After the Palace, we walked on over to the Emperor's Library, which faces a square used in many famous older movies. One in particular my Grandma mentioned was The Third Man. Anyway, walking up the library steps there was this beautiful golden statue on the railing at each turn. And walking into the entrance of the library my breath was taken away. I showed the man my ticket and entered this beautiful grotto of literature. The shelves were all lined with leather bound books, and I immediately noticed hidden stairwells built into the shelves that led up to a second floor of shelves. Ladders ran all along the shelves so any book you chose could be at an arm's length away. The museum owners selected some of the most famous manuscripts to be opened and put on display in glass cases. Greek, Judaic, Byzantine, Arabic, and Chinese manuscripts were the first of what I saw. Methods of surgery, home medicine and religious practices were just a few topics mentioned. My favorite manuscipts were those of Hippocrates; I couldn't believe they had been preserved and were sitting open right in front of my very eyes! And not only were the words perfectly legible, but there were drawings in full color to go along with the print. Then my eyes turned to my next favorite piece. Four globes placed on every corner of the center of the library. Two were celestial, and two were topographical. Designed by Coronelli in 1693 the celestial globes depict the shapes of the animals and gods and goddesses in full color and then in sort of blueish greyish tone as if it's the night sky. And the topographical ones are very accurate, he used the latest exploration reports and maps of the world and they show the types of people living in the areas and I think a few animals as well.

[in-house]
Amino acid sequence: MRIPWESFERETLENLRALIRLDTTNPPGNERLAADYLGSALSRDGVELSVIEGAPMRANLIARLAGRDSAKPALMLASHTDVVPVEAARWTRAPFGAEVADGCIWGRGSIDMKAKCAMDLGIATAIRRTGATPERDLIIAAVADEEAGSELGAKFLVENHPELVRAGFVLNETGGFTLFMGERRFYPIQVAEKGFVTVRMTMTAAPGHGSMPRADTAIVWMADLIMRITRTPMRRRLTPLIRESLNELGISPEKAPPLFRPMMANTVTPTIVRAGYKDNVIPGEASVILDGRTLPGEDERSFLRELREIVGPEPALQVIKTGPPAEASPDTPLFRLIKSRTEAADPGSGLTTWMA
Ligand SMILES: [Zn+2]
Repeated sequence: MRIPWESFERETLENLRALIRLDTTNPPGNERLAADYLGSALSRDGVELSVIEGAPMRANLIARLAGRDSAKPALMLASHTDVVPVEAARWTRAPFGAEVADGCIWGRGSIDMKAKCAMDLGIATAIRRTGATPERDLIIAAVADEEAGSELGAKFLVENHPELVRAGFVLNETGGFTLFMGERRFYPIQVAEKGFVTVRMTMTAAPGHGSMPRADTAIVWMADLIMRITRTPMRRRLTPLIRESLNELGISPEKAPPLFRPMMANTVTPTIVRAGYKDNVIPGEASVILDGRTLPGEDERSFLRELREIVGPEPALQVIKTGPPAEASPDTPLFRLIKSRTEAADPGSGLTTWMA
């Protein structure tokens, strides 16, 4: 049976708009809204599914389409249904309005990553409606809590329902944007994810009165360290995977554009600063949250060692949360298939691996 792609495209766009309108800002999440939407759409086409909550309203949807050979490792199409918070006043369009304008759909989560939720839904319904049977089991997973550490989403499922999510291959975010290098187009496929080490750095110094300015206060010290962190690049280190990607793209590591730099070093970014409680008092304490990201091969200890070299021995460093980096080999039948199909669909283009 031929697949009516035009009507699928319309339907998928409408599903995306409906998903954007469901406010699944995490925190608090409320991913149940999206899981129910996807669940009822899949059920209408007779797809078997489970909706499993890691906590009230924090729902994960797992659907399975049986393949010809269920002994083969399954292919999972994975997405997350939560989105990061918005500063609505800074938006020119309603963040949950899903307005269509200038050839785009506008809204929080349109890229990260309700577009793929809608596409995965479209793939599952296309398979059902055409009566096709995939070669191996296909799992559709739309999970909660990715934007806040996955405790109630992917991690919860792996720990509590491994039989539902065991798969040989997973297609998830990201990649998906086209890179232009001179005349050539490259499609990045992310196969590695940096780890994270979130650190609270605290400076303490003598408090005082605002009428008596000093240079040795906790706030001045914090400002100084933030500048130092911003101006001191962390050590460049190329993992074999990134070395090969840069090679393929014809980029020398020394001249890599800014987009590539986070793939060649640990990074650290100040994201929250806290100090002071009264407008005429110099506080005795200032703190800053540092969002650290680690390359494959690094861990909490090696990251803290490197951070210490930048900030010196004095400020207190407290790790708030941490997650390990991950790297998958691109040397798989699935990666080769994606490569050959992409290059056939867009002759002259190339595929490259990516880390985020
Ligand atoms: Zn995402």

There was a large tapestry hanging at the back end of the library that showed the 12 astrologers derived from the Old Testament, as each were looking up into the sky and were connected to their constellation or planet. Then the library took a turn back and the beginnings of zodiac and horoscope studies were shown. I couldn't believe how many books on magic and finding your zodiac sign there were. There was a Judaic book that described how the lunar cycle affected the crops and it discussed the astronomical aspects of the crops as well. The only library I could even come close to comparing this one to was in Beauty & the Beast and I think Disney did an excellent job making that one so lavish. This one was a little darker inside but the collection was absolutely breathtaking.

From there we went to a Roman Ruin museum which was so-so to me. There were random blocks of stone with little paragraphs about them, which was cool to see because they found them on excavations but for me it wasn't the highlight of the day.

For dinner we went to this amazing little restaurant one U-Bahn station over, called, Griechenbeisl. Inside there was this great wall in one of the rooms that famous artists, composers & writers have signed. Beethoven, Mozart, and even Mark Twain :) The waiter was so excited to hear I was from Missouri....and everyone there was so kind to us at dinner. And the owner of the place (the only woman in the house, hoo-rah!) came up and asked us how everything was after we were that's how a restaurant is meant to be run. I tried Stiegel beer tonight, its from Salzburg and it had a nice light flavor to it as well. Didn't compliment my spinach & ewe chesse quiche very well, but it's still a beer either way! And it is a very famous Austrian beer...well, not sure about famous but it was the first on the "on-tap" list and people next to us were drinking it as well. The restaurant was magical though, you walk down a few steps to get inside and then you're greeted with two ways to go. One faces the kitchen and the other is a pathway that leads past the bar, and into the 1st room. Which also happens to be a fork, where you can turn left into the signature room, or you can turn right and continue your descent further into the restaurant, both metaphorically and physically (it slopes downward) and then in the furthest of the rooms is a Piano player. It was just so nice to sit in a booth, that had a pillow sewed to where you sat and just relax.

So now we have retired to the room for the night, Grandma is drifting off to sleep and I am left with my usual insomnia. Maybe I'll take advantage of the big bathtub again. And then I'll read until I drift off again.

Tomorrow we are heading to the mountain to sight-see a little more.
Gute nacht!